Between 1988 and the end of 2008 711 initial environmental evaluations were carried out by states party to the protocol. The first IEE which evaluated the impacts of a marine focused research programme took place in 1998 and was undertaken by New Zealand in connection with a research voyage designed to research the relationship between iron and phytoplankton growth in the Southern Ocean.[87] A total of 35 IEEs undertaken during this period have specifically focused on the potential impacts of marine scientific research on the Southern Ocean. Research projects have ranged from an assessment of benthic communities and the marine geology of the Pacific Continental margin, tectonic sedimentary investigations, seal biology, ecology, the migratory patterns of marine species and hydrography.[88] To date, although 32 comprehensive environmental evaluations have been carried out since 1988 none relate to marine scientific research projects.

B. Permits – MSR & The Interference with Native Species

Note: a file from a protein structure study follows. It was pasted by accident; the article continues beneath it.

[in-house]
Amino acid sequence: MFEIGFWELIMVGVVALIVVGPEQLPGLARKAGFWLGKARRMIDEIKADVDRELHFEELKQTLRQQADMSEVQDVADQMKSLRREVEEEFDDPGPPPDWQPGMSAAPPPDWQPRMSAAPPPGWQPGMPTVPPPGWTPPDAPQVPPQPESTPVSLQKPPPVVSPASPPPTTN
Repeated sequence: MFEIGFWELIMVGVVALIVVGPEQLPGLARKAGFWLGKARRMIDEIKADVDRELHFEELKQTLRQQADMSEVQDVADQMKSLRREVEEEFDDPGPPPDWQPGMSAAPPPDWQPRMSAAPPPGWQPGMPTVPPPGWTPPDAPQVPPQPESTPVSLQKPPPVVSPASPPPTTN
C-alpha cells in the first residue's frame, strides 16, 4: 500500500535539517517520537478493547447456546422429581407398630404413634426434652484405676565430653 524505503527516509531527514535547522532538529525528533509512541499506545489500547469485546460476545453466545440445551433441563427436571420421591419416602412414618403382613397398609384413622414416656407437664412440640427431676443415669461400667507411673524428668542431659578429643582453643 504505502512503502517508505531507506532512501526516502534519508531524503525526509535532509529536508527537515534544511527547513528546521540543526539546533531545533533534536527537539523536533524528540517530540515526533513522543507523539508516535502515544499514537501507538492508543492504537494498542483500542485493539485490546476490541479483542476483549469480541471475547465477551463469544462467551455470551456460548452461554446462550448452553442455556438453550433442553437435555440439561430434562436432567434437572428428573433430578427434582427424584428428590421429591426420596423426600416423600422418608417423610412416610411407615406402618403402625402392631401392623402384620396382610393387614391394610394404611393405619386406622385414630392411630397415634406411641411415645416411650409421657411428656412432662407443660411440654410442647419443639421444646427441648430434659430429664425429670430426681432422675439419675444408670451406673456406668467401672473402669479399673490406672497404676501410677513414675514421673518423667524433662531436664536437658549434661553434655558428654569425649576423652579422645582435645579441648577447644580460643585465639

Having planned an expedition and indeed carried out an environmental impact assessment (where appropriate), it may be necessary for researchers to obtain a permit under Annex II[89] of the Environmental Protocol where, for example, research will interfere with native flora and fauna. Article 3(2)(a) of Annex II expressly provides for the issue of a permit authorising the taking of or interference with specimens for the purpose of scientific study. Permits may also be obtained where the taking or interference with a species is an unavoidable consequence of scientific activities.[90] The issue of permits must be limited in order to ensure that specimens taken can normally be replaced by natural reproduction in the following season, and that the diversity of species and habitats is maintained.[91] Nevertheless, in the context of marine scientific research it should be noted that Annex II is of limited application to marine species. For example, fish do not benefit from general protection under the Annex and the definition of harmful interference focuses on disturbance to seals and birds rather than marine mammals more generally.[92]